Underhand Chop

Competitors stand on a block and chop in between their legs at an angle as quickly as they can with downward strokes to try and cut through the block. They also wear chain mail (yes, like Game of Thrones-style) on their legs. As Arden Cogar, Jr. said when asked by a passerby why he had it on, “to keep from lopping stuff off – it can happen. I have some nine-toed cousins.”

Sanding Block Chop

Footwork seems critical here, but foot placement isn’t quite as important as the angle of the cuts. The competitors chop down, then up, trying to make a pointed cut into the block before going around to the other side and doing the same thing in an attempt to fell it with as few cuts as possible. Pros can usually do it in 16 chops – eight on the front and back – although the best can get there in 15.

Single Buck

This is the event with the giant old-school saw, which has been nicknamed a “misery whip.” They have to cut through 19 inches of white pine as fast as possible, and it takes incredible body control to keep cutting consistently without getting stuck. Athletes have spotters who spray WD-40 and also put in a wedge to keep the cut going.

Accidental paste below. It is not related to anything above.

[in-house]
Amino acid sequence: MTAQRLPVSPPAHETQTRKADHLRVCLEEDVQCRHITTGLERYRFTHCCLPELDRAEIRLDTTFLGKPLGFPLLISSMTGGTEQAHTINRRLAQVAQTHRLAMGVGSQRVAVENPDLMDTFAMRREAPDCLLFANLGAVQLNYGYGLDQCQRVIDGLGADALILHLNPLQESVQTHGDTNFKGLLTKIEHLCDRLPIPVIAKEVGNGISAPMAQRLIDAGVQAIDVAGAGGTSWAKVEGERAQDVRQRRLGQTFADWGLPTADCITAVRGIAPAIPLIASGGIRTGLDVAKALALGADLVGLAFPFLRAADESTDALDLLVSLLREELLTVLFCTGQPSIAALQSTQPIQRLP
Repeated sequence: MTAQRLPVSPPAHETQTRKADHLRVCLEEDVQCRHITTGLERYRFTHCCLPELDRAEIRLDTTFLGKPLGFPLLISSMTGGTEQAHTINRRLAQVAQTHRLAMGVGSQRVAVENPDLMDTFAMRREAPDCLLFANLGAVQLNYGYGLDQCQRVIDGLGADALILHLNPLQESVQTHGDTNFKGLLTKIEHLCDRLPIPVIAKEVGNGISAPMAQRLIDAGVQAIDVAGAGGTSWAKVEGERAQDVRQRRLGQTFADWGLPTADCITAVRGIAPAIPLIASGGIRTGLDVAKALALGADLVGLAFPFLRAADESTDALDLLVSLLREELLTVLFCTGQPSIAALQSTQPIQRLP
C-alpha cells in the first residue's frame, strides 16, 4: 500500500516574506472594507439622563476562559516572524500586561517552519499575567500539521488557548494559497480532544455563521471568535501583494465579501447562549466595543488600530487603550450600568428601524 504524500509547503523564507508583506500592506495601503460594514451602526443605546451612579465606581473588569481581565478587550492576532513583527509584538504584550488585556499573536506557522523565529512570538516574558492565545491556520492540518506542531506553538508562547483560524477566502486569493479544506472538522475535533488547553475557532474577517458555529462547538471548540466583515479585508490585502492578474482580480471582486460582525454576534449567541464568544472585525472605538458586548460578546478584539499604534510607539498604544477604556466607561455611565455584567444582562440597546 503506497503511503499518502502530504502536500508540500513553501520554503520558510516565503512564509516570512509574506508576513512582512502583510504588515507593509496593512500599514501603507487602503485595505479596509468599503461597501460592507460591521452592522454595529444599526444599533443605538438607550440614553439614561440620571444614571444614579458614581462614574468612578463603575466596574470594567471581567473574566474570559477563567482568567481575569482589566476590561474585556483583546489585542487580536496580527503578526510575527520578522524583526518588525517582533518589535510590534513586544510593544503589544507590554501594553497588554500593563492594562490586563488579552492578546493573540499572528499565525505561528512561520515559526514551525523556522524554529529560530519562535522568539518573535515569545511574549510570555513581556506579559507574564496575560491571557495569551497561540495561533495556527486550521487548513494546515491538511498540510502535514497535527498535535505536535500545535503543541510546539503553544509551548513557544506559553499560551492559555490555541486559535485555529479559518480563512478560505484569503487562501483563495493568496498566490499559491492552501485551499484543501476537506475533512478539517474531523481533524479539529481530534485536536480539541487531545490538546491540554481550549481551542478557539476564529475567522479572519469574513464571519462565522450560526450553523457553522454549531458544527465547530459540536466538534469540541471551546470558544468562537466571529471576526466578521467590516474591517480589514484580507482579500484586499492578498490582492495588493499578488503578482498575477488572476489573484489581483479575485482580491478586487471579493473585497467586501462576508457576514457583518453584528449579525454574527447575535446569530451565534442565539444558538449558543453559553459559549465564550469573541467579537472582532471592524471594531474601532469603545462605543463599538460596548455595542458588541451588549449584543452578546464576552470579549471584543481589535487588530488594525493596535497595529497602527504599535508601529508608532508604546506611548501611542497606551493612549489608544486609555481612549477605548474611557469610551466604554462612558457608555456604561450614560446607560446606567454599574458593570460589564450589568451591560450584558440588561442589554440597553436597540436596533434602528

Stock Saw

Competitors do two cuts with a standard chain saw, requiring smooth cuts all the way through. This tests strength – merely holding the chain saw down, then cutting back up is difficult enough – and the judge is constantly monitoring the cut. A bad saw through the block, and the yellow flag comes out.

Hot Saw

This is the stock saw on steroids. Athletes modify chain saws on their own, using everything from jet-ski engines to motorcycle engines, pouring their own money into making this saw a force of nature. This adds a third cut rather than just the two in the stock saw, and the weight of the saw is enough to force some guys to wear weight belts just to keep everything stable. This is by far the loudest of the events, and ear plugs are recommended even if the only plugs you have are your fingers.

Fish Out Of Water

“Quite honestly,” two-time defending champion Matt Cogar remarks as he looks around the park, “this is beautiful.”

It’s hard to argue. There’s a reason so many people flock to Central Park in the summer. Even on a rainy day like this Saturday, where the sun seems to be fighting a losing battle against the clouds, the cover of trees and green space tucks you away from the rest of the city. It’s a thing that’s only noticeable in New York once it’s finally absent – there’s always noise somewhere at all hours. It’s easy to get used to it, but actual silence really is deafening. In the park though, before the saws and the axes get going, it’s just people and trees.

As one competitor mentions, “It’s a lot like places we’ve had wood chops before.”

Right about when “Super” Dave Jewett breaks the U.S. record in the Single Buck, an event where you basically saw as fast as you possibly can at a downward angle through a 19-inch block of white pine, people start filing in.